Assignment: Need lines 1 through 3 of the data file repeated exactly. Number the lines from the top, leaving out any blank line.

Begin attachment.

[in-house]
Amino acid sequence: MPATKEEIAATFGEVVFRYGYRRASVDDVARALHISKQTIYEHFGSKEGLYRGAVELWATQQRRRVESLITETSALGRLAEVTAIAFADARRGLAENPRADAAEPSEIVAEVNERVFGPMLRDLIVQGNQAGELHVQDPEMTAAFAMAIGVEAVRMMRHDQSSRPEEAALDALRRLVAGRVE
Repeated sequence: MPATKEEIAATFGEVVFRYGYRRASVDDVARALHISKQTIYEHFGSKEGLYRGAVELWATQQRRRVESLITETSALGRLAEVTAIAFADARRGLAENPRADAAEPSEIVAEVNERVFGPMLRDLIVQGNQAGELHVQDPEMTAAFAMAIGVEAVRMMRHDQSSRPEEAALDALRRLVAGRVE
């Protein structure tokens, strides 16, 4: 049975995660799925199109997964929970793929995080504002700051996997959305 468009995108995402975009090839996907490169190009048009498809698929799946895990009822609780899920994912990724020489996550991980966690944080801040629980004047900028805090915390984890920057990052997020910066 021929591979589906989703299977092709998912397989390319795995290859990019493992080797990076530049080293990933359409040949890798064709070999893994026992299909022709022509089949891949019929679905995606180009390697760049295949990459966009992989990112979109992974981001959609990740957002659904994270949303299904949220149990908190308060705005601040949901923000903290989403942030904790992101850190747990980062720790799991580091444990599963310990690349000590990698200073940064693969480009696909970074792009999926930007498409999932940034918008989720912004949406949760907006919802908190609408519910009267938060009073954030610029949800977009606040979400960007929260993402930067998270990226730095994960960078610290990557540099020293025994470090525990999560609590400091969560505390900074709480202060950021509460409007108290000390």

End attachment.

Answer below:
[in-house]
Amino acid sequence: MPATKEEIAATFGEVVFRYGYRRASVDDVARALHISKQTIYEHFGSKEGLYRGAVELWATQQRRRVESLITETSALGRLAEVTAIAFADARRGLAENPRADAAEPSEIVAEVNERVFGPMLRDLIVQGNQAGELHVQDPEMTAAFAMAIGVEAVRMMRHDQSSRPEEAALDALRRLVAGRVE
Repeated sequence: MPATKEEIAATFGEVVFRYGYRRASVDDVARALHISKQTIYEHFGSKEGLYRGAVELWATQQRRRVESLITETSALGRLAEVTAIAFADARRGLAENPRADAAEPSEIVAEVNERVFGPMLRDLIVQGNQAGELHVQDPEMTAAFAMAIGVEAVRMMRHDQSSRPEEAALDALRRLVAGRVE